Bit manipulation engine for faster, more code-efficient bit-oriented math
32 KB flash memory, 4 KB RAM
High-speed 12-bit analog-to-digital converter
High-speed analog comparator
Low-power UART, SPI, 2x IICI2C
Powerful timers for a broad range of applications including motor control
-40 °C to +85 °C operation
Demo at Embedded World
Freescale will demonstrate the energy efficiency of the L-series microcontrollers and have samples of the Kinetis KL02 CSP at Embedded World in Nuremberg, Germany, Feb. 26-28, 2013 in Hall 4A, Booth 206.
Availability and enablement
The Kinetis KL02 CSP MCU is expected to begin sampling to lead customers in March 2013. Broad market availability of production-qualified samples is planned for July 2013 from Freescale and its distribution partners. Suggested resale pricing is 75 cents (USD) in 100,000-unit quantities.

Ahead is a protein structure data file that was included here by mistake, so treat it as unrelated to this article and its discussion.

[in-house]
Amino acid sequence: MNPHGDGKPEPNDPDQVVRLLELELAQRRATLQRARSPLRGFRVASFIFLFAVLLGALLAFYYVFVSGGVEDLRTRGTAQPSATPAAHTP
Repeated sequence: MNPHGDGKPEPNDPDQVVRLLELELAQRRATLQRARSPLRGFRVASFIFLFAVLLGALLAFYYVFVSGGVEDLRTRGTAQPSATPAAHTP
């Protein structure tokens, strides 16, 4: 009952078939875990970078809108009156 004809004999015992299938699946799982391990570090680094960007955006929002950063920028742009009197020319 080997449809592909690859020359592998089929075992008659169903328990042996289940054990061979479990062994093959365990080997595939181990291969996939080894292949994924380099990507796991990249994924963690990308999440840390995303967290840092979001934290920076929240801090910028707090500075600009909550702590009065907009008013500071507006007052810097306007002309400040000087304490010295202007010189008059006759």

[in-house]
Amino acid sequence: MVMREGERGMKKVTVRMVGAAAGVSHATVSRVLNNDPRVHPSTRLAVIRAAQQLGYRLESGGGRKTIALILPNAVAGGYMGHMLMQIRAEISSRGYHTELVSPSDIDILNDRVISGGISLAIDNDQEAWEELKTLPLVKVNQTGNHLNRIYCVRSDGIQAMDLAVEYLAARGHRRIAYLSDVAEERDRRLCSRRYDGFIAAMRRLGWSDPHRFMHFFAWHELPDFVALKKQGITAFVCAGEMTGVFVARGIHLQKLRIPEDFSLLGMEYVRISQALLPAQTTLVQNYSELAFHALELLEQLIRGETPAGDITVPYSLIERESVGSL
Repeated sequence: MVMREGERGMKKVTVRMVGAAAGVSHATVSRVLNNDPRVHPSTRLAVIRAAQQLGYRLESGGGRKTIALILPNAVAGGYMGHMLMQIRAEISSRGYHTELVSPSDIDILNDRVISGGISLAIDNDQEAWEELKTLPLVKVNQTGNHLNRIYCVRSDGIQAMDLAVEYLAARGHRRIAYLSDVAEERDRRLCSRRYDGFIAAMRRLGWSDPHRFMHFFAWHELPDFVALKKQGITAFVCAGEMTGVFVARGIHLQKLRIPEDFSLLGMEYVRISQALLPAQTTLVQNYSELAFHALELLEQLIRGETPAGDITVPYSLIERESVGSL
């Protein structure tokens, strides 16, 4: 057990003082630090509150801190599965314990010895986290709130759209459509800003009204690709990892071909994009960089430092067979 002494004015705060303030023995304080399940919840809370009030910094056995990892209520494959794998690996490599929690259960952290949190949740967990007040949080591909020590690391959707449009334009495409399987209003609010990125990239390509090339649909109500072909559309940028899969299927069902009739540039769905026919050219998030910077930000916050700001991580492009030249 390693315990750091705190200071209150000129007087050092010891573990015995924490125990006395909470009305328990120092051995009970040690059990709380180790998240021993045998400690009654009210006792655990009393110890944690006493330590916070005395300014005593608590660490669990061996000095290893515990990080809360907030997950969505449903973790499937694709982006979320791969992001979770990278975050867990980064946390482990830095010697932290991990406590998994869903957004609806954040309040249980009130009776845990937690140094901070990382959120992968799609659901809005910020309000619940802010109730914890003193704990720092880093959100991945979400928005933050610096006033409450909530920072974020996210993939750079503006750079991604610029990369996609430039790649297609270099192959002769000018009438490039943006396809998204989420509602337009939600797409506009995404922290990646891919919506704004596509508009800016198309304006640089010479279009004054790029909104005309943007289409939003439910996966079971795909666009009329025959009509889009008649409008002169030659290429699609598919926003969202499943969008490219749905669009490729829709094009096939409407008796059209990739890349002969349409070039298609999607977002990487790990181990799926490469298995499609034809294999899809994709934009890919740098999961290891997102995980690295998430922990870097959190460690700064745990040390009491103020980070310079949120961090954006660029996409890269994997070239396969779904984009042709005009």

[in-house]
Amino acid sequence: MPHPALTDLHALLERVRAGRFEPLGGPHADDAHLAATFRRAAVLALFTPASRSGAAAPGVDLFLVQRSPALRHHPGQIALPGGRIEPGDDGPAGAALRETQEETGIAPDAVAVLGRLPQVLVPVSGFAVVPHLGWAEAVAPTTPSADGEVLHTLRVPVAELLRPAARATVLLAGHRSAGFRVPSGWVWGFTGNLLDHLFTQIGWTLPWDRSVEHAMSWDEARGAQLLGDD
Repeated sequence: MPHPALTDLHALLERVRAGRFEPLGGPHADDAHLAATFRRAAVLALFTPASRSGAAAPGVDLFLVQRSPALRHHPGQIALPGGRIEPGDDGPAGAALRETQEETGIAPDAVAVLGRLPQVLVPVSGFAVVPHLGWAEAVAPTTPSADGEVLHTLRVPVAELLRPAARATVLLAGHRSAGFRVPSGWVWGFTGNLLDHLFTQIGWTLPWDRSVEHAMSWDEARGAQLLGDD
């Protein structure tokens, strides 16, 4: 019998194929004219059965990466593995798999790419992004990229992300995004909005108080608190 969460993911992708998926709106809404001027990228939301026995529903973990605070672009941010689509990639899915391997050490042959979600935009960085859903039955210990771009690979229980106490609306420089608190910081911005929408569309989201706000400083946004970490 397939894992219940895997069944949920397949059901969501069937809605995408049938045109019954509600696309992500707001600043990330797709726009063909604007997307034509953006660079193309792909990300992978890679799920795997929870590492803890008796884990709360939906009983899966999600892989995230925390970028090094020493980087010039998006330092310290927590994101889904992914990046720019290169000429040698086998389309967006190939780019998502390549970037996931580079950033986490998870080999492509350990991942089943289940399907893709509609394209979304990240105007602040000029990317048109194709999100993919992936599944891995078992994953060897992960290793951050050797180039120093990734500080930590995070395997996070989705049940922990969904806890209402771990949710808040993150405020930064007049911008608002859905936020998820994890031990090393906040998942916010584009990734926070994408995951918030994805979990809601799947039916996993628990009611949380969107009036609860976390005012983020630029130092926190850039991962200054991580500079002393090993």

The new FRDM-KL02 Freescale Freedom development platform and accompanying Freescale and third-party enablement support will also be available in July. Customers can start development with the FRDM-KL05Z Freescale Freedom development platform in late March. This contains the superset Kinetis KL05 MCU and provides access to the core, key peripherals and Freescale and third-party enablement.
To learn more, visit freescale.com/Kinetis/KL02CSP.